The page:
Tensions are high between the two main Kurdish parties because of difference over the independence issue.
Kurdish security forces said the gunmen, who were speaking Kurdish, asked the women to leave and kept the men inside.
Daesh has in the past established units composed solely of Kurdish militants who fought in both Iraq and Syria.


Jordan’s PM appeals for more aid as most Syrian refugees set to stay

Updated 20 February 2019
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Jordan’s PM appeals for more aid as most Syrian refugees set to stay

  • Jordan PM says most refugees not returning yet
  • Amman says funding crucial to keep economy afloat

AMMAN: Jordan’s Prime Minister Omar Al-Razzaz appealed on Wednesday to major donors to continue multi-billion dollar funding for Syrian refugees in the kingdom, saying most of those who had fled the eight-year conflict had no intention of returning any time soon.
Razzaz told representatives of major Western donors, UN agencies and NGOs that relatively few refugees had gone back since Syrian President Bashar al Assad’s army last summer regained control of southern Syria, where most had fled from.
“The number of refugees that so far returned voluntarily is low and most have no intention of going back any time soon,” Razzaz told a meeting to launch a UN-funded government plan that earmarks $2.4 billion in funding needs for 2019.
Officials say only around 10,000 refugees out of a total estimated at 1.3 million had left since the two countries opened the vital Nassib-Jaber border crossing last October.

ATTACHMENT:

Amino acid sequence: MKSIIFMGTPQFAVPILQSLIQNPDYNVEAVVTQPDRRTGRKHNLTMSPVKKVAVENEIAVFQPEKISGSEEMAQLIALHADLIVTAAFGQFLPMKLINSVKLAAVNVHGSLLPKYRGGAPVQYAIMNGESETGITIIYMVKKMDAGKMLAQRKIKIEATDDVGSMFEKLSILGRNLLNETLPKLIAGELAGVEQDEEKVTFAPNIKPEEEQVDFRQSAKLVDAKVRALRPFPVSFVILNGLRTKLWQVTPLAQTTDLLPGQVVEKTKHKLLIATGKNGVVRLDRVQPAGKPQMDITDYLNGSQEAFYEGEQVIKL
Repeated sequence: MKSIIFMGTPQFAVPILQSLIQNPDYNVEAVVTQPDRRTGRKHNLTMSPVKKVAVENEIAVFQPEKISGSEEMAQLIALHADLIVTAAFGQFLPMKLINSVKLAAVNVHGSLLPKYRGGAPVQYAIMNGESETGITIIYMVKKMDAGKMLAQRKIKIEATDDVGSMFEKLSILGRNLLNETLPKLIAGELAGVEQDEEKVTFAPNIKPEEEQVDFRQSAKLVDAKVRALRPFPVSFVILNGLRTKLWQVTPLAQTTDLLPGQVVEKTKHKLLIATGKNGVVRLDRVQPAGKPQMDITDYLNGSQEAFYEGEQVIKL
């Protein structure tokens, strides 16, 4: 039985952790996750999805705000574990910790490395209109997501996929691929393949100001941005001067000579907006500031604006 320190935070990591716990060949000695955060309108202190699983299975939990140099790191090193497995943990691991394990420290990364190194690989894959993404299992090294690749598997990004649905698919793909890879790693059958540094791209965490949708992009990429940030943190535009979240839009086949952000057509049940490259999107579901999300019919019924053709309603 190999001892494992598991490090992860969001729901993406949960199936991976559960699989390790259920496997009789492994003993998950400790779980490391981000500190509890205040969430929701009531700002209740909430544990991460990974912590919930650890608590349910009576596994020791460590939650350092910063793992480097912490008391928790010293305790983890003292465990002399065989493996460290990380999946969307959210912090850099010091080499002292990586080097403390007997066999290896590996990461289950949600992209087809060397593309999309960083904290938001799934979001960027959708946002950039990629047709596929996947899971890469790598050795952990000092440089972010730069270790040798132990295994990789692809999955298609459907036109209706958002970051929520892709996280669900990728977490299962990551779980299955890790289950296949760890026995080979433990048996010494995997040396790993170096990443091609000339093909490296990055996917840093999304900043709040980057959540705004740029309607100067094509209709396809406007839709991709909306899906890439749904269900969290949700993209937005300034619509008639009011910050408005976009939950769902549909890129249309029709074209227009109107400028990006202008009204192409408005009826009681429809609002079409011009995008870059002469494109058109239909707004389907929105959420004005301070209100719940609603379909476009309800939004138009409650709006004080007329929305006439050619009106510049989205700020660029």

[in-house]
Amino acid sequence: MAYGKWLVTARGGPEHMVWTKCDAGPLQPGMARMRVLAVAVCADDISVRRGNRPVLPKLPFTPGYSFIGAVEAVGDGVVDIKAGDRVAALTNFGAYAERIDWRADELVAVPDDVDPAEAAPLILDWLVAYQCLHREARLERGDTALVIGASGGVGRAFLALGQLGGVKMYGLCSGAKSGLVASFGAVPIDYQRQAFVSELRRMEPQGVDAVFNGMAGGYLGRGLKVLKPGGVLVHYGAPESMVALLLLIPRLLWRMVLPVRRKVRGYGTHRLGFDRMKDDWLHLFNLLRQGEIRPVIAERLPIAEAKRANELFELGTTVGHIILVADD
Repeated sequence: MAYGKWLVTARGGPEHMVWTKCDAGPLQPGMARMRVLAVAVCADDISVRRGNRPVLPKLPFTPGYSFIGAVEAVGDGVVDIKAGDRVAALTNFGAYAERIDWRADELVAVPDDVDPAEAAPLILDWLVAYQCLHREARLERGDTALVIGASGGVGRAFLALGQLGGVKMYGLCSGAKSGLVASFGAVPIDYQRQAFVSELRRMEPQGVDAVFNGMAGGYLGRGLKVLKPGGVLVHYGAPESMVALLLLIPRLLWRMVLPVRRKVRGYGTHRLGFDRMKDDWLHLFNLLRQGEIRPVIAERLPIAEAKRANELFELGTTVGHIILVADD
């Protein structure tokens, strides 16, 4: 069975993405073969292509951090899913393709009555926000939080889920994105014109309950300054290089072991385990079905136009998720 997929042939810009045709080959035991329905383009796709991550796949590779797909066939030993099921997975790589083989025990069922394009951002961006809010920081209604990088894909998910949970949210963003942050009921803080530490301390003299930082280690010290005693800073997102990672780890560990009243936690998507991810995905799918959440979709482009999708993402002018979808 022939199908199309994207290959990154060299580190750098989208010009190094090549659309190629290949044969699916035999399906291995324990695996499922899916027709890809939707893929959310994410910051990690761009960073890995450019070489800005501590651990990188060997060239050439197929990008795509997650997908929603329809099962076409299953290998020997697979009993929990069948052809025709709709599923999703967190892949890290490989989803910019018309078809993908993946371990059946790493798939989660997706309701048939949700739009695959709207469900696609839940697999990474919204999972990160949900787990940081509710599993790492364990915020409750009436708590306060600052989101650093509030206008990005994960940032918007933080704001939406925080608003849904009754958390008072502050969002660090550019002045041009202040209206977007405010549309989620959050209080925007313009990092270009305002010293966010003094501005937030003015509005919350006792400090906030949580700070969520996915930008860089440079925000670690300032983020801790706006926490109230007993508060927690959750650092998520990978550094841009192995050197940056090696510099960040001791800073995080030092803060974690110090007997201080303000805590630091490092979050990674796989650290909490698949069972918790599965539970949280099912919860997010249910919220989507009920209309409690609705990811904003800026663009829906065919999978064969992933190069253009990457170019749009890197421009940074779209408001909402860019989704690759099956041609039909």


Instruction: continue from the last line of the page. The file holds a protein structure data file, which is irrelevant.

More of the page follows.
Razzaz echoed the UN view that unstable conditions inside Syria, where large-scale destruction, fear of retribution and military conscription has made many reluctant to return.
“We are now entering a new phase of the Syrian crisis, however the impact is still ongoing. The conditions for their return are not present,” Razzaz added.
The prime minister warned against donor fatigue in a protracted crisis where the needs of refugees and vulnerable Jordanians were largely unchanged.
Maintaining funding that covers education, health and crucial services for tens of thousands of Syrian refugees and local communities was crucial to ease rising pressures on the debt-burdened economy, he added.
“Aid helped Jordan in staying resilient in a difficult regional setting,” Razzaz said, adding the refugee burden had strained meagre resources such as water and electricity, with a donor shortfall covered from state finances.
Jordan is struggling to rein in record public debt of $40 billion, equivalent to 95 percent of gross domestic product, under a tough International Monetary Fund (IMF) austerity plan.
Major donors say more than $6 billion had been extended to Jordan since 2015, which economists credit for rejuvenating once sleepy northern border towns, while refugee entrepreneurship brought a pool of cheap labor and new skills, triggering a property boom and higher productivity.
The kingdom received around $1.6 billion last year alone.
“The level of funding to Jordan that still remains is exceptional in global comparison,” said UN Resident and Humanitarian Coordinator Anders Pedersen, adding needs had evolved from the humanitarian aid required early in the conflict to development projects that benefit the economy.